Halpin was disappointed in her dressage test, despite their score of 23.8.
“I don’t know where that came from!” she said. “He was really good in warm-up, but [since] I’d only been back riding for about two weeks, I was more worried about his fitness and jumping. The last five minutes where I needed to leave him alone, I kind of panicked about not knowing my dressage test and started over-schooling. He did everything he needed to do, but he wasn’t as strong on the contact as he normally is. I just felt like I let him down and let myself down a bit.”
Halpin, 30, Oldwick, N.J., admitted she was nervous heading out on cross-country because she hadn’t been able to school at all before the event. She knew Stark’s track would be forward and positive though, and once she was on course, her anxiety faded away.
“He was actually a little strong out of the box,” she said. “That was cool. I had a great time, and I felt fine. I was a little worried that I wasn’t going to feel too good. About halfway through, I jumped through the second water and was turning back around, and I had to take a couple of deep breaths, [which] was kind of unusual.”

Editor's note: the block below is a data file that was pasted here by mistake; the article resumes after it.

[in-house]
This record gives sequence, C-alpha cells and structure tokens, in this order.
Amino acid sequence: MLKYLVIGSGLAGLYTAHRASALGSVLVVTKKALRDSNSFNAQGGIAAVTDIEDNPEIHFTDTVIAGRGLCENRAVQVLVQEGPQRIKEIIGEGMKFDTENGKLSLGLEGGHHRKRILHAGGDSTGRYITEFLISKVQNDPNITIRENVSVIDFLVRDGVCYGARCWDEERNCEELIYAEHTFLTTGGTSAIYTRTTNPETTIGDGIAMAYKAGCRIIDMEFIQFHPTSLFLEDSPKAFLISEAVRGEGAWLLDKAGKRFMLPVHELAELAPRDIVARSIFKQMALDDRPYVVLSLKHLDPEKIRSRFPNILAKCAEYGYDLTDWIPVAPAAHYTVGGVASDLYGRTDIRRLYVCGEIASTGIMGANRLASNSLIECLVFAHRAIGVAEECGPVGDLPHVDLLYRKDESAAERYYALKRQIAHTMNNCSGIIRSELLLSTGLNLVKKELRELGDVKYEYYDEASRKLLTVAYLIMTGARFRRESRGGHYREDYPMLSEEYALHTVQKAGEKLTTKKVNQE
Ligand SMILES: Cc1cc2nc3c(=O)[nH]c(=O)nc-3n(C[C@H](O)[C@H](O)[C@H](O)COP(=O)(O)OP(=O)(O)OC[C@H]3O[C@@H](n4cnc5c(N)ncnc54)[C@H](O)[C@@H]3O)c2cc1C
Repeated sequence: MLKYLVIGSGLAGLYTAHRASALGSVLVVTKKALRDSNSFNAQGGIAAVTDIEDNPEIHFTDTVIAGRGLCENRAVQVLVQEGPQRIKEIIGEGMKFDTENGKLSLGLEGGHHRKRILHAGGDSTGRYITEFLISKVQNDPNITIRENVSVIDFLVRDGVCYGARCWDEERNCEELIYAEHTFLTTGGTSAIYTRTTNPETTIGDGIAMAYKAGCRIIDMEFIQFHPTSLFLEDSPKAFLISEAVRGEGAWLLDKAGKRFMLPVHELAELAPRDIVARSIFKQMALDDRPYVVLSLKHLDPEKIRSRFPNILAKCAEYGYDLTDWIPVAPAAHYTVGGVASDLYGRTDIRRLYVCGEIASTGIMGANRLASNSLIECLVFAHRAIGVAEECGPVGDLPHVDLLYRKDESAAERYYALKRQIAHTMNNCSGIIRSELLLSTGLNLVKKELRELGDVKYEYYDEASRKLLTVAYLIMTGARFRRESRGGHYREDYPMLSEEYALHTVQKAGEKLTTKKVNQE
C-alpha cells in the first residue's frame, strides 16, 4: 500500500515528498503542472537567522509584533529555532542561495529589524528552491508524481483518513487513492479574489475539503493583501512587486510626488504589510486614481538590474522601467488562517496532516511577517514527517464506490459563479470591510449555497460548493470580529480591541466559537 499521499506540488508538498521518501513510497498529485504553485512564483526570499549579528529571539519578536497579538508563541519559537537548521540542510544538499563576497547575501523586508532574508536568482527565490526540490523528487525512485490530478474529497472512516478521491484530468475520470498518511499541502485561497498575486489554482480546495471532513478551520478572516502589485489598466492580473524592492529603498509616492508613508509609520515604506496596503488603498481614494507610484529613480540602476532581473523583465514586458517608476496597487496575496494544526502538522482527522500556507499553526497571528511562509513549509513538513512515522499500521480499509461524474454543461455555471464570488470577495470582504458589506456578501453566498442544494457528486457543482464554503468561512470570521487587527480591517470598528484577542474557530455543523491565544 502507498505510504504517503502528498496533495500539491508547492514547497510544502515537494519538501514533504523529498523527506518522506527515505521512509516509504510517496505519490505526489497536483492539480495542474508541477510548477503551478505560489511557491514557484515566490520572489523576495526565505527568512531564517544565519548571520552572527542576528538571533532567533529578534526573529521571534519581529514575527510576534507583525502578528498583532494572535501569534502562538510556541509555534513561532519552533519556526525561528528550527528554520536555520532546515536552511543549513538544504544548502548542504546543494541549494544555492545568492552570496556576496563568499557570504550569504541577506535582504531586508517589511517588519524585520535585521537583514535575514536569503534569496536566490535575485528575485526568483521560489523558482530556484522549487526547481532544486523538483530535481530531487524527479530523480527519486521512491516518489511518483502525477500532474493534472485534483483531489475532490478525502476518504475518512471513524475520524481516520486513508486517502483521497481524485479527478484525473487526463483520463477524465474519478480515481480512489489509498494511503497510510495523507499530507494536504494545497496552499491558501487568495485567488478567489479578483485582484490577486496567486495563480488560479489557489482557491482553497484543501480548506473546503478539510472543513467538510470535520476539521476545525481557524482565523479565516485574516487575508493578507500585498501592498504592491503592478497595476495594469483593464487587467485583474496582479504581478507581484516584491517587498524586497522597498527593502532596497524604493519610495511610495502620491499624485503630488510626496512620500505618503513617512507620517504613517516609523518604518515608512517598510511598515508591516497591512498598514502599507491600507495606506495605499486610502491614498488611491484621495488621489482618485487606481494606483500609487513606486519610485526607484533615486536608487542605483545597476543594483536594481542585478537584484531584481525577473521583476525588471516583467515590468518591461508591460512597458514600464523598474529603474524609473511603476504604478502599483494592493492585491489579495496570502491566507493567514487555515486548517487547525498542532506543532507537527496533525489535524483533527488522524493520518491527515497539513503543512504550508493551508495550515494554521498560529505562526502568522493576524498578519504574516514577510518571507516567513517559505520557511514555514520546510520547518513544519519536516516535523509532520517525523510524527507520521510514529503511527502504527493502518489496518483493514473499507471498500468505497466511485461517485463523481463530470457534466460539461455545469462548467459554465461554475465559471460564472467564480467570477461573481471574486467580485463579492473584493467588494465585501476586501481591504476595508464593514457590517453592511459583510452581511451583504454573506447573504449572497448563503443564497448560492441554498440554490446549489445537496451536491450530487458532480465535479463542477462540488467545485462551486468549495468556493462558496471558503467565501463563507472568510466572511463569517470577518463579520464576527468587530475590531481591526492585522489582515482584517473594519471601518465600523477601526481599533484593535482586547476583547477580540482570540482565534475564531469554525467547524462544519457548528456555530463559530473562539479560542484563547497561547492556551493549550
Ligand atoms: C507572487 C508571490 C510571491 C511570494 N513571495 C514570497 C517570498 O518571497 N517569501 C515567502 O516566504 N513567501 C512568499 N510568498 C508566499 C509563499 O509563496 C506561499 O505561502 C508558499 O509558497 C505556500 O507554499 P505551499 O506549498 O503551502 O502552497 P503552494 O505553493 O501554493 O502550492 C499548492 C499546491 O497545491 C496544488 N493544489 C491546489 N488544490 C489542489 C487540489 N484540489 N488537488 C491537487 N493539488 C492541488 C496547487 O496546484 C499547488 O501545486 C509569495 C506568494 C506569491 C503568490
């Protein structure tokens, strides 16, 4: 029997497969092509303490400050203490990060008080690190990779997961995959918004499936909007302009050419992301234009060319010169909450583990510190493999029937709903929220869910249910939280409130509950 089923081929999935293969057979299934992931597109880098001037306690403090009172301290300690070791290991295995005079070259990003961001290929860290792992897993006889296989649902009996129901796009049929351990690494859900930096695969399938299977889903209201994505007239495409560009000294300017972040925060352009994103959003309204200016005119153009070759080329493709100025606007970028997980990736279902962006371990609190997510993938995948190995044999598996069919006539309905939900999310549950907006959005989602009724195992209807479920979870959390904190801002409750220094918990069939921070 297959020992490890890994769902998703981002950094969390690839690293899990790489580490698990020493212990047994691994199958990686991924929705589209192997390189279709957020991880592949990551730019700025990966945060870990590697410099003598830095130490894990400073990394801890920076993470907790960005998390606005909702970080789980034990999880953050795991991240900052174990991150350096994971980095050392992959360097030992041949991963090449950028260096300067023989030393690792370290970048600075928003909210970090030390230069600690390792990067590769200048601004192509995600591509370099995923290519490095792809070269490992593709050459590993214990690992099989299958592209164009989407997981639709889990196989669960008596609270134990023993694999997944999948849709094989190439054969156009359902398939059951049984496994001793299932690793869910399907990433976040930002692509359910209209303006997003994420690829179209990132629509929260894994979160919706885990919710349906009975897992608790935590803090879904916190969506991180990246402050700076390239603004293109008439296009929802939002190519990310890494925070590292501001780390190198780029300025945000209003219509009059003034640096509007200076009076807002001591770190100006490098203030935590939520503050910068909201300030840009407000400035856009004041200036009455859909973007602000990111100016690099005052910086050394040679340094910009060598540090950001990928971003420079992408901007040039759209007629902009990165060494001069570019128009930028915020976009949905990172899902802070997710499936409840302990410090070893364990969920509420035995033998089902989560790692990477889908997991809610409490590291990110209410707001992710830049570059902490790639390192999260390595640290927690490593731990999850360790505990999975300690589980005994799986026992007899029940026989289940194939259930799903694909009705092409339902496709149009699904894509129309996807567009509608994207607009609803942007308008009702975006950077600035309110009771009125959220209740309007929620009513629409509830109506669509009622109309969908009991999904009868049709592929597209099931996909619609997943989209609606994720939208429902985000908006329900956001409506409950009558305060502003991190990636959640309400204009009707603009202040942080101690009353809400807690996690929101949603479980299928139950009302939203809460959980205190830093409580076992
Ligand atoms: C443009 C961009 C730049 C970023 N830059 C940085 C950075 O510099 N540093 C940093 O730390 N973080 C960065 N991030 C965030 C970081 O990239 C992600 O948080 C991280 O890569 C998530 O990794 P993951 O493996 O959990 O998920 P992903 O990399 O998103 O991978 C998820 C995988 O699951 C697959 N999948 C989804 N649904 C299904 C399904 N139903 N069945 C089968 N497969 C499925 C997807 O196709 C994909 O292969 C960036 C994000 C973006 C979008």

Because of her injury, Halpin’s changed her fall schedule for Tate, a 13-year-old Selle Français gelding (Gaub—Carneville, Matador Du Bois). Instead of competing in the CCI*** at Blenheim Palace (England), she’s rerouting to the Dutta Corp Fair Hill CCI*** (Md.).
“In hindsight, I think it’s actually a really great thing for Tate,” said Halpin. “I think a quiet year before our attempt at the [Alltech FEI World Equestrian Games] is a nice thing without a big travel overseas. For me, I actually feel a little more pressure at local competitions, trying to recreate what happened last fall [where Halpin and Tate finished second in the Land Rover Burghley Horse Trials CCI**** (England)]. I think fine tuning my warm-ups and utilizing the local [shows] and getting used to David [O’Connor] is actually going to be a really great prep for next year.”